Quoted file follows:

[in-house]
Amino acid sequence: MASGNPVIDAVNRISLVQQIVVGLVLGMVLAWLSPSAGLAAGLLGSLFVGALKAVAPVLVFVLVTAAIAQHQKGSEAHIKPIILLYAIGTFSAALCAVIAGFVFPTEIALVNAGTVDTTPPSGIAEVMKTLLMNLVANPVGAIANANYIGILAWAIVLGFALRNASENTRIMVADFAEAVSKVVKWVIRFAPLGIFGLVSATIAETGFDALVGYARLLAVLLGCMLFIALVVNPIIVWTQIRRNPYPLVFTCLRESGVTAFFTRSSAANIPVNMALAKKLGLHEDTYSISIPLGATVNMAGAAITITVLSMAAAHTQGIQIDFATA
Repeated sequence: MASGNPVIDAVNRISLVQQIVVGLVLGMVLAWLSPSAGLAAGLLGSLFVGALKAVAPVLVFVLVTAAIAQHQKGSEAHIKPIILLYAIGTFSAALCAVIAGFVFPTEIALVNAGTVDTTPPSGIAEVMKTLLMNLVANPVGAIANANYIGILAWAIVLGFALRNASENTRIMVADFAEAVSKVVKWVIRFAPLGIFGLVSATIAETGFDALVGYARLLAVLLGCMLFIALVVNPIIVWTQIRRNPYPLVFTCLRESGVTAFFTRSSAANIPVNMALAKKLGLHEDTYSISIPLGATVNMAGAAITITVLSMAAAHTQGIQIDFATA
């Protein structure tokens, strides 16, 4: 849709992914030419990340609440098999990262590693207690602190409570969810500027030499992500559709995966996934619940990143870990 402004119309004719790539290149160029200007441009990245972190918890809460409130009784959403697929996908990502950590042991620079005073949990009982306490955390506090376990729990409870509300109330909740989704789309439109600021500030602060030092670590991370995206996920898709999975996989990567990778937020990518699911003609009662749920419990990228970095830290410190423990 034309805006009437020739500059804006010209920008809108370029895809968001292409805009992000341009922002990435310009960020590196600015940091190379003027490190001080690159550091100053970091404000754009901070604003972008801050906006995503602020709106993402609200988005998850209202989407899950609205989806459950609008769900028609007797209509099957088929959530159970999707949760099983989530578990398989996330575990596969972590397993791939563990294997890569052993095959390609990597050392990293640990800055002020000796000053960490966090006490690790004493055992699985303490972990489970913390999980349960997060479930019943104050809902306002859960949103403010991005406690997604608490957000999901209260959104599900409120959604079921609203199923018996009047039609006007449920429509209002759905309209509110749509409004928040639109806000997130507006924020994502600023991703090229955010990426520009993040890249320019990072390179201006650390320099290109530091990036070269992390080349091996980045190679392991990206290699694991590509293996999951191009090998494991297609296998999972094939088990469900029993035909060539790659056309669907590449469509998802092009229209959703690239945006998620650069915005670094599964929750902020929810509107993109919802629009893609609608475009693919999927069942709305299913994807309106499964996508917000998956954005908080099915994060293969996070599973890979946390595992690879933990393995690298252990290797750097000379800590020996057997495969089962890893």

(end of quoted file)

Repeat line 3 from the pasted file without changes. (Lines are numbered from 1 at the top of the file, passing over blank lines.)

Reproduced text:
Repeated sequence: MASGNPVIDAVNRISLVQQIVVGLVLGMVLAWLSPSAGLAAGLLGSLFVGALKAVAPVLVFVLVTAAIAQHQKGSEAHIKPIILLYAIGTFSAALCAVIAGFVFPTEIALVNAGTVDTTPPSGIAEVMKTLLMNLVANPVGAIANANYIGILAWAIVLGFALRNASENTRIMVADFAEAVSKVVKWVIRFAPLGIFGLVSATIAETGFDALVGYARLLAVLLGCMLFIALVVNPIIVWTQIRRNPYPLVFTCLRESGVTAFFTRSSAANIPVNMALAKKLGLHEDTYSISIPLGATVNMAGAAITITVLSMAAAHTQGIQIDFATA